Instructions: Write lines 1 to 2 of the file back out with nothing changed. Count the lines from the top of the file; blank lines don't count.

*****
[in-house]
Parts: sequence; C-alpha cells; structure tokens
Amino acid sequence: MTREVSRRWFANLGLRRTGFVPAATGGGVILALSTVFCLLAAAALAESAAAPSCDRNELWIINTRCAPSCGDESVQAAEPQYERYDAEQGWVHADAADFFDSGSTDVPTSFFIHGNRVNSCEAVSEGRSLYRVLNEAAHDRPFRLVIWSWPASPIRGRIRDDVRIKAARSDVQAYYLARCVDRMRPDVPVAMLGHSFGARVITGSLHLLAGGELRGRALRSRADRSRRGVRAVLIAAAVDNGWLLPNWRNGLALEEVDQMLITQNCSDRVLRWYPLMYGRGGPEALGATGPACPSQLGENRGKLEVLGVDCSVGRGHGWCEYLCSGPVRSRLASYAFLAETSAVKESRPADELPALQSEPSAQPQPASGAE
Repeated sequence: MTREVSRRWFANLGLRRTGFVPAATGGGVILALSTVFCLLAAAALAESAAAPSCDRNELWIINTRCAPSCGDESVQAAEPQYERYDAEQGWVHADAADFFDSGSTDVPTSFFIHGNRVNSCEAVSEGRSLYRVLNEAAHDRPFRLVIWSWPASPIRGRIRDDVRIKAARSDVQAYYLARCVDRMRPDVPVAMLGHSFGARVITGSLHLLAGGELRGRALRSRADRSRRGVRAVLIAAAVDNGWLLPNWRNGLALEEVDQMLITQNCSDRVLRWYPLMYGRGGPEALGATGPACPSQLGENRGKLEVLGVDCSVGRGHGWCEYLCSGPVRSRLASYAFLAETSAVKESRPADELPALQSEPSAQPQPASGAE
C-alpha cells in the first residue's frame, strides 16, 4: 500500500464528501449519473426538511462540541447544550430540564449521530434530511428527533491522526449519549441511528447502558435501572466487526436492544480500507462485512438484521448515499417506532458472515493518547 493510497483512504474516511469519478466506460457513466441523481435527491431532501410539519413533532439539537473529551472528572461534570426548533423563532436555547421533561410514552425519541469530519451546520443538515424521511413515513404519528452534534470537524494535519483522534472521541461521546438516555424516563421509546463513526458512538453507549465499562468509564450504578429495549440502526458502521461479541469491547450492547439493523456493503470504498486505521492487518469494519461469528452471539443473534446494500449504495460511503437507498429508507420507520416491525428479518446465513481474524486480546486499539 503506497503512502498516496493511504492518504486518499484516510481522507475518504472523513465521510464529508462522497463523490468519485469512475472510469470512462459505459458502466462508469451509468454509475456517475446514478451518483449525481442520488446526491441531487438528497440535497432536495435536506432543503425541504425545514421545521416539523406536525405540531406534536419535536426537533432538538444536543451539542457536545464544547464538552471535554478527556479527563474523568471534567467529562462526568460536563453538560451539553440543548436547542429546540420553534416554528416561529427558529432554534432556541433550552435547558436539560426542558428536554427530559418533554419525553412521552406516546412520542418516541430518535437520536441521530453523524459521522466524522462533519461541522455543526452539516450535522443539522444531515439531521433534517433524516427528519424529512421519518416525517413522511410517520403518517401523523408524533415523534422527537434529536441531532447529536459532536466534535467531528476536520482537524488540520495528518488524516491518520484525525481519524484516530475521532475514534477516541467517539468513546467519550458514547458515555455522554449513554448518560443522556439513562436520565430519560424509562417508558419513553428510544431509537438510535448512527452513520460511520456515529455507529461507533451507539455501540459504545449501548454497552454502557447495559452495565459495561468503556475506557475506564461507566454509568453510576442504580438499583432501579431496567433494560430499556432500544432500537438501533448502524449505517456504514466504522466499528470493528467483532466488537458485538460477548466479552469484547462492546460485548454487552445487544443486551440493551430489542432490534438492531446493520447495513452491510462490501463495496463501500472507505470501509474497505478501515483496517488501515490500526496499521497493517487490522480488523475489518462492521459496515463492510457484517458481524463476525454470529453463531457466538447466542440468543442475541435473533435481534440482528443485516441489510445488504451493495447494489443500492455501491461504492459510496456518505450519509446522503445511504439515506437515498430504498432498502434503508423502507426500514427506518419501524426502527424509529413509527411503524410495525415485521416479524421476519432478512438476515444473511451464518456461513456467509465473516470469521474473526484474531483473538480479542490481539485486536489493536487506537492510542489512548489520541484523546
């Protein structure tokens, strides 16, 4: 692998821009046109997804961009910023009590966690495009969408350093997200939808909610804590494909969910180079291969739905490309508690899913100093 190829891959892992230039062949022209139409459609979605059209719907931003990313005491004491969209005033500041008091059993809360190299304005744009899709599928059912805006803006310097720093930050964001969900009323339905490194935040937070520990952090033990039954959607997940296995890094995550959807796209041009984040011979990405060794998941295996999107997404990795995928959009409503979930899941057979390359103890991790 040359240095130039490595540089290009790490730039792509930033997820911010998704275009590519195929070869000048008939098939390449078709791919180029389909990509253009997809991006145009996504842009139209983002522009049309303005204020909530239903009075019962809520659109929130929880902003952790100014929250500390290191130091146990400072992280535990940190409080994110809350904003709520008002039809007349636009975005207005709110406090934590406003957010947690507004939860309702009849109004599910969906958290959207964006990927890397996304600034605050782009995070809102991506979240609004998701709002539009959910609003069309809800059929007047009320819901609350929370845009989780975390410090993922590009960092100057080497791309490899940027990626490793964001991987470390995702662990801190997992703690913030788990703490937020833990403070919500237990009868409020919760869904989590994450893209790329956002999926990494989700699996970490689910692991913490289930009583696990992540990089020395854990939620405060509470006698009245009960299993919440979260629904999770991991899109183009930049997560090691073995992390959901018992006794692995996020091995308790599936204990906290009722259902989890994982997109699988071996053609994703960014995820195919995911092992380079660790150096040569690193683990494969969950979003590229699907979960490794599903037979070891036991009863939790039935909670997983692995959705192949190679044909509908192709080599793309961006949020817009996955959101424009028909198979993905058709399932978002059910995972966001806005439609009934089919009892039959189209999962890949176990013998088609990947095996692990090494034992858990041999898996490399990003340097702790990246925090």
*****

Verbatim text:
[in-house]
Parts: sequence; C-alpha cells; structure tokens